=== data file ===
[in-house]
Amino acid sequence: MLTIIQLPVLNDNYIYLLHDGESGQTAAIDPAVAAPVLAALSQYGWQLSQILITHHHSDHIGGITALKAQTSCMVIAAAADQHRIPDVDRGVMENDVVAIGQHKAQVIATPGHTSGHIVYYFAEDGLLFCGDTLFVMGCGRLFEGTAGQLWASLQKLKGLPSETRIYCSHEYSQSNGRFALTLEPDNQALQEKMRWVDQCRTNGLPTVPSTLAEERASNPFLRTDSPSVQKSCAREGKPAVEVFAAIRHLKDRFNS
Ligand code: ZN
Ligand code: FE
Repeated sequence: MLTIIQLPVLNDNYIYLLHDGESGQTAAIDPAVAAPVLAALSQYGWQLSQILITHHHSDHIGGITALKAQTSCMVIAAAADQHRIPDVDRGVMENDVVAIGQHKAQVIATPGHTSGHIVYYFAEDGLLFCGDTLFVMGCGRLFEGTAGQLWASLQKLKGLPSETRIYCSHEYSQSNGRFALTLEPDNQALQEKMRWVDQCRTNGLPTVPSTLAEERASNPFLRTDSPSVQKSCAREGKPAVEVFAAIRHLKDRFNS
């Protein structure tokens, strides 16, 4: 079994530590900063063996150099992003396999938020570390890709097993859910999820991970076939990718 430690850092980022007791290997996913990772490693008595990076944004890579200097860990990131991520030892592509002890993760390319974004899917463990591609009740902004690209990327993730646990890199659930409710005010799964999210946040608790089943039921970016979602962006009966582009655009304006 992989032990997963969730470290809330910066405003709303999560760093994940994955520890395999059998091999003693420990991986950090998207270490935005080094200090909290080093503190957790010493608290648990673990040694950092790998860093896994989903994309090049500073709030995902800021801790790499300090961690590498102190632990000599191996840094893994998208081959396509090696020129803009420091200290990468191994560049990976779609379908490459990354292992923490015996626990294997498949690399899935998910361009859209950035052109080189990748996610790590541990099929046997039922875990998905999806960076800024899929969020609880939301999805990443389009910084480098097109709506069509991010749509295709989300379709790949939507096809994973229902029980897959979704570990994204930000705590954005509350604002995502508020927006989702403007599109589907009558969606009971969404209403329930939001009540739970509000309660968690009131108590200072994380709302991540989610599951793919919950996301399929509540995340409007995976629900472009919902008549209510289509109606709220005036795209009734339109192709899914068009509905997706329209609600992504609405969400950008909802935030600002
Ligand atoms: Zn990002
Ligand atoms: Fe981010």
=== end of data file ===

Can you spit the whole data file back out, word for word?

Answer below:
[in-house]
Amino acid sequence: MLTIIQLPVLNDNYIYLLHDGESGQTAAIDPAVAAPVLAALSQYGWQLSQILITHHHSDHIGGITALKAQTSCMVIAAAADQHRIPDVDRGVMENDVVAIGQHKAQVIATPGHTSGHIVYYFAEDGLLFCGDTLFVMGCGRLFEGTAGQLWASLQKLKGLPSETRIYCSHEYSQSNGRFALTLEPDNQALQEKMRWVDQCRTNGLPTVPSTLAEERASNPFLRTDSPSVQKSCAREGKPAVEVFAAIRHLKDRFNS
Ligand code: ZN
Ligand code: FE
Repeated sequence: MLTIIQLPVLNDNYIYLLHDGESGQTAAIDPAVAAPVLAALSQYGWQLSQILITHHHSDHIGGITALKAQTSCMVIAAAADQHRIPDVDRGVMENDVVAIGQHKAQVIATPGHTSGHIVYYFAEDGLLFCGDTLFVMGCGRLFEGTAGQLWASLQKLKGLPSETRIYCSHEYSQSNGRFALTLEPDNQALQEKMRWVDQCRTNGLPTVPSTLAEERASNPFLRTDSPSVQKSCAREGKPAVEVFAAIRHLKDRFNS
């Protein structure tokens, strides 16, 4: 079994530590900063063996150099992003396999938020570390890709097993859910999820991970076939990718 430690850092980022007791290997996913990772490693008595990076944004890579200097860990990131991520030892592509002890993760390319974004899917463990591609009740902004690209990327993730646990890199659930409710005010799964999210946040608790089943039921970016979602962006009966582009655009304006 992989032990997963969730470290809330910066405003709303999560760093994940994955520890395999059998091999003693420990991986950090998207270490935005080094200090909290080093503190957790010493608290648990673990040694950092790998860093896994989903994309090049500073709030995902800021801790790499300090961690590498102190632990000599191996840094893994998208081959396509090696020129803009420091200290990468191994560049990976779609379908490459990354292992923490015996626990294997498949690399899935998910361009859209950035052109080189990748996610790590541990099929046997039922875990998905999806960076800024899929969020609880939301999805990443389009910084480098097109709506069509991010749509295709989300379709790949939507096809994973229902029980897959979704570990994204930000705590954005509350604002995502508020927006989702403007599109589907009558969606009971969404209403329930939001009540739970509000309660968690009131108590200072994380709302991540989610599951793919919950996301399929509540995340409007995976629900472009919902008549209510289509109606709220005036795209009734339109192709899914068009509905997706329209609600992504609405969400950008909802935030600002
Ligand atoms: Zn990002
Ligand atoms: Fe981010």